The Chamberlain-Ferris Act revenue distribution failed. Between 1916 and 1926, land and timber sales were scarce and very little revenue was generated. As a result, payments to the O&C Counties and the State of Oregon never materialized. The Association of O&C Counties (AOCC) was formed in 1925 to advocate for legislative changes that would remedy the failures of the Chamberlain-Ferris Act. In response to AOCC’s advocacy, and to assist the O&C Counties, Congress passed the Stanfield Act of July 13, 1926, which provided for payments from the general fund of the U.S. Treasury to the O&C Counties. The payments were in lieu of taxes which the O&C Counties could have collected had the O&C Lands been in private ownership.

The Stanfield Act provided that in-lieu payments would be reimbursed from the O&C Counties’ share of expected funds in the Chamberlain-Ferris Act’s O&C Land-Grant Fund from future land and timber sales. To the extent that the Stanfield Act in-lieu payments exceeded the O&C Counties’ share of the Fund, the excess became a reimbursable charge against the O&C Counties’ share of future deposits in the Fund.

Expected land and timber sales never materialized. Between 1926 and 1936, the O&C Counties’ share of revenues from the O&C Lands was insufficient to reimburse the United States for its Stanfield Act in lieu payments. There was therefore an ever-increasing reimbursable charge against the O&C Counties’ share of the O&C Land-Grant Fund . In addition, during the early years of the depression, the Comptroller General of the United States issued an opinion that cast doubt on whether the Stanfield Act payments could continue in the absence of adequate land and timber sale revenues, with the result that payments completely ceased. The Stanfield Act was not working to provide Counties with revenues the way it was intended.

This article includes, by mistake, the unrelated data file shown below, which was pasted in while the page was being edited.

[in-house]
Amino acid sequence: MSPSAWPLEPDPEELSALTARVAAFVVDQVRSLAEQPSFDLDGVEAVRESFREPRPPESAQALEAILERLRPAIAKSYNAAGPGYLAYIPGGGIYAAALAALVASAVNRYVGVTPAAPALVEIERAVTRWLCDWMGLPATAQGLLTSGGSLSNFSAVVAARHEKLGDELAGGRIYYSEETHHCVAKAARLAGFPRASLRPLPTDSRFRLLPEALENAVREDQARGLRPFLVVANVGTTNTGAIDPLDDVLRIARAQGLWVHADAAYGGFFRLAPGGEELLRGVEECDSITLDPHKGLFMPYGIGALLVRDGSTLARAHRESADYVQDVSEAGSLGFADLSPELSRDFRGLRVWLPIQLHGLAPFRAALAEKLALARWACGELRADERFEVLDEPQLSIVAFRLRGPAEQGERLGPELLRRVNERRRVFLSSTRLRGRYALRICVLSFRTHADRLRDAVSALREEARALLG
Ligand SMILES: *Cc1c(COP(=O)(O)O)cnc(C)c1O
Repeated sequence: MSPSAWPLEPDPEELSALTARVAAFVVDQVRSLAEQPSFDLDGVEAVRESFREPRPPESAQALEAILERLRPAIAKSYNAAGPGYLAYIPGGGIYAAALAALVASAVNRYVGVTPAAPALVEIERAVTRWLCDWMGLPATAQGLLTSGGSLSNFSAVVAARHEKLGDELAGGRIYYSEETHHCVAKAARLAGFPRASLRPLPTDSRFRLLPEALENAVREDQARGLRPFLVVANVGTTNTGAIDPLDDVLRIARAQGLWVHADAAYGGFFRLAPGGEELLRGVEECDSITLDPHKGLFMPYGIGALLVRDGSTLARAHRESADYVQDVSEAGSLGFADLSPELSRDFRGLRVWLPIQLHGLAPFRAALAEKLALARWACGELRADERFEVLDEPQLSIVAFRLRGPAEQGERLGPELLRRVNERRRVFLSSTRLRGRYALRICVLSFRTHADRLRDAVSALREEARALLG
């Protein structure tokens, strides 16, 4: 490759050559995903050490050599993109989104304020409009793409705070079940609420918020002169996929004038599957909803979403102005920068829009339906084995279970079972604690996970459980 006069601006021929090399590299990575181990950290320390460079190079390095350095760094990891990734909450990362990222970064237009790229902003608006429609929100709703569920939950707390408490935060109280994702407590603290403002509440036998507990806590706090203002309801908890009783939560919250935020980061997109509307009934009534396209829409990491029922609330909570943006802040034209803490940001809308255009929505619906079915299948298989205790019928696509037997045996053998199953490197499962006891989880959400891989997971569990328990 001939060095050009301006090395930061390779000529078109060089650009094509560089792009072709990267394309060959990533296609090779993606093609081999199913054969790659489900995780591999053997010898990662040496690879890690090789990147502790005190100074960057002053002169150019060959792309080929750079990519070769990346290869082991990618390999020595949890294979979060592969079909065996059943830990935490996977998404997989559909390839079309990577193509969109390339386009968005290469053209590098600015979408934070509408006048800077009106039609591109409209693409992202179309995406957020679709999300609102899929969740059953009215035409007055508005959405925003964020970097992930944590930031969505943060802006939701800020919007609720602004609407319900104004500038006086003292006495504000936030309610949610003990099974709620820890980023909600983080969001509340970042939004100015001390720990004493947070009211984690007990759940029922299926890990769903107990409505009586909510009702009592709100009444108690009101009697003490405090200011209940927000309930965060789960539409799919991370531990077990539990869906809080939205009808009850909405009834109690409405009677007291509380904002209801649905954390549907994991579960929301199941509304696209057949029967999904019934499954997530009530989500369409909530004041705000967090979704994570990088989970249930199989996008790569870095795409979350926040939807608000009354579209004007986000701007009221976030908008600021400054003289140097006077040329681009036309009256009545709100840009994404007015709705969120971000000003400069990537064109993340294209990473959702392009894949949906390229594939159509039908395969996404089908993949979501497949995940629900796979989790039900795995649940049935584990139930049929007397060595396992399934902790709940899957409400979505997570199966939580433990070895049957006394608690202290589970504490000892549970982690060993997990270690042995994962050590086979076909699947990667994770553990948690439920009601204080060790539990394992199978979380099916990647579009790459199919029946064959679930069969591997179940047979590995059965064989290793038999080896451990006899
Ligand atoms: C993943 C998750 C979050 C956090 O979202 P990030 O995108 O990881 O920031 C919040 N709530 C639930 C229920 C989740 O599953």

The Stanfield Act’s failure to remedy economic injuries to the O&C Counties from reinvestment of the O&C lands corresponded in time with increasing criticisms of the General Land Office’s lack of management of the O&C Lands. The policy between 1916 and 1937 was to cut the timber and dispose of the cut-over lands through sales to private owners as rapidly as possible. There was no provision made for replanting the lands and no consideration given to other resources. The policy of liquidation of timber assets and sale of the land without regard to long-term benefits to local economies came under fire:

“No provision was made for the administration of the land on a conservation basis looking toward the orderly use and preservation of its natural resources. The [Chamberlain-Ferris and Stanfield] act[s] provided that the timber should be sold ‘as rapidly as reasonable prices can be secured therefore on a normal market,’ and the cut-over lands disposed of for agricultural purposes. Clean cutting was contemplated. Seed trees were not to be preserved, nor was an provision made for the protection of stream flow. The probable effect of such a cutting policy on community industries was not considered.” Report to accompany H.R. 7618, 75th Cong. 1st Sess., No. 1119 at 2.

A principal proponent for change was David Mason, a well known Oregon forester, who opposed liquidation of forest assets. Mason envisioned retention of the lands by the federal government and management of them according to then-emerging concepts of sustained yield, under which harvests would occur across the landscape over time, based on what the lands were producing, with harvests and replanting in a continuous and permanent cycle.

AOCC was also an advocate for change, along with David Mason and others. In response to the concerns of the O&C Counties and others who favored change, Congress passed the O&C Act of August 28, 1937. The O&C Act is currently codified at 43 USC 1181a through 1181f.